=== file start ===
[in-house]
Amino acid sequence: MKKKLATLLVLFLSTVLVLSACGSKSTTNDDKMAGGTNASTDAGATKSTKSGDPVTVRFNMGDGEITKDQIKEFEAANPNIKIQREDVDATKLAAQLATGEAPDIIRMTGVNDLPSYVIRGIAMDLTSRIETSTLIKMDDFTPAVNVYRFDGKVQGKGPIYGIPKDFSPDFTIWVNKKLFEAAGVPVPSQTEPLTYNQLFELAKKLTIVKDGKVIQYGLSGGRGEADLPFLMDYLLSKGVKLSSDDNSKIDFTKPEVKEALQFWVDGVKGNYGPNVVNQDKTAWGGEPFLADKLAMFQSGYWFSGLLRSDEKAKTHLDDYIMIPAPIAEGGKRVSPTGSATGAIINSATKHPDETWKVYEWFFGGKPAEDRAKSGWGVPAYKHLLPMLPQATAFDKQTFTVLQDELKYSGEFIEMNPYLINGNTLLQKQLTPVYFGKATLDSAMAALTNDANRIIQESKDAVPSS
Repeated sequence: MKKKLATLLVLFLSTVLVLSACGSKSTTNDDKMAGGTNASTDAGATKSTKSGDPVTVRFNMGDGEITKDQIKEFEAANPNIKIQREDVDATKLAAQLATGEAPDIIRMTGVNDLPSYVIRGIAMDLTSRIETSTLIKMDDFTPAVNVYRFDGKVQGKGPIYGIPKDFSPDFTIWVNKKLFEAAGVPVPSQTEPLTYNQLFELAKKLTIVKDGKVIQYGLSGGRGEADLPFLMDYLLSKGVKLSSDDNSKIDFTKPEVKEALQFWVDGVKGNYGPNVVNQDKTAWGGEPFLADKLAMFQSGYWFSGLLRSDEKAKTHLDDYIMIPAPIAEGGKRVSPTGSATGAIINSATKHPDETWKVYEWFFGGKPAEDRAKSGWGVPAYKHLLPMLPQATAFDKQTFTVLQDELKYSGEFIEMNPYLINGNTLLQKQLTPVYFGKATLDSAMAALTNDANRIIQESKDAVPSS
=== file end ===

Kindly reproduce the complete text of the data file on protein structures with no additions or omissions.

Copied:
[in-house]
Amino acid sequence: MKKKLATLLVLFLSTVLVLSACGSKSTTNDDKMAGGTNASTDAGATKSTKSGDPVTVRFNMGDGEITKDQIKEFEAANPNIKIQREDVDATKLAAQLATGEAPDIIRMTGVNDLPSYVIRGIAMDLTSRIETSTLIKMDDFTPAVNVYRFDGKVQGKGPIYGIPKDFSPDFTIWVNKKLFEAAGVPVPSQTEPLTYNQLFELAKKLTIVKDGKVIQYGLSGGRGEADLPFLMDYLLSKGVKLSSDDNSKIDFTKPEVKEALQFWVDGVKGNYGPNVVNQDKTAWGGEPFLADKLAMFQSGYWFSGLLRSDEKAKTHLDDYIMIPAPIAEGGKRVSPTGSATGAIINSATKHPDETWKVYEWFFGGKPAEDRAKSGWGVPAYKHLLPMLPQATAFDKQTFTVLQDELKYSGEFIEMNPYLINGNTLLQKQLTPVYFGKATLDSAMAALTNDANRIIQESKDAVPSS
Repeated sequence: MKKKLATLLVLFLSTVLVLSACGSKSTTNDDKMAGGTNASTDAGATKSTKSGDPVTVRFNMGDGEITKDQIKEFEAANPNIKIQREDVDATKLAAQLATGEAPDIIRMTGVNDLPSYVIRGIAMDLTSRIETSTLIKMDDFTPAVNVYRFDGKVQGKGPIYGIPKDFSPDFTIWVNKKLFEAAGVPVPSQTEPLTYNQLFELAKKLTIVKDGKVIQYGLSGGRGEADLPFLMDYLLSKGVKLSSDDNSKIDFTKPEVKEALQFWVDGVKGNYGPNVVNQDKTAWGGEPFLADKLAMFQSGYWFSGLLRSDEKAKTHLDDYIMIPAPIAEGGKRVSPTGSATGAIINSATKHPDETWKVYEWFFGGKPAEDRAKSGWGVPAYKHLLPMLPQATAFDKQTFTVLQDELKYSGEFIEMNPYLINGNTLLQKQLTPVYFGKATLDSAMAALTNDANRIIQESKDAVPSS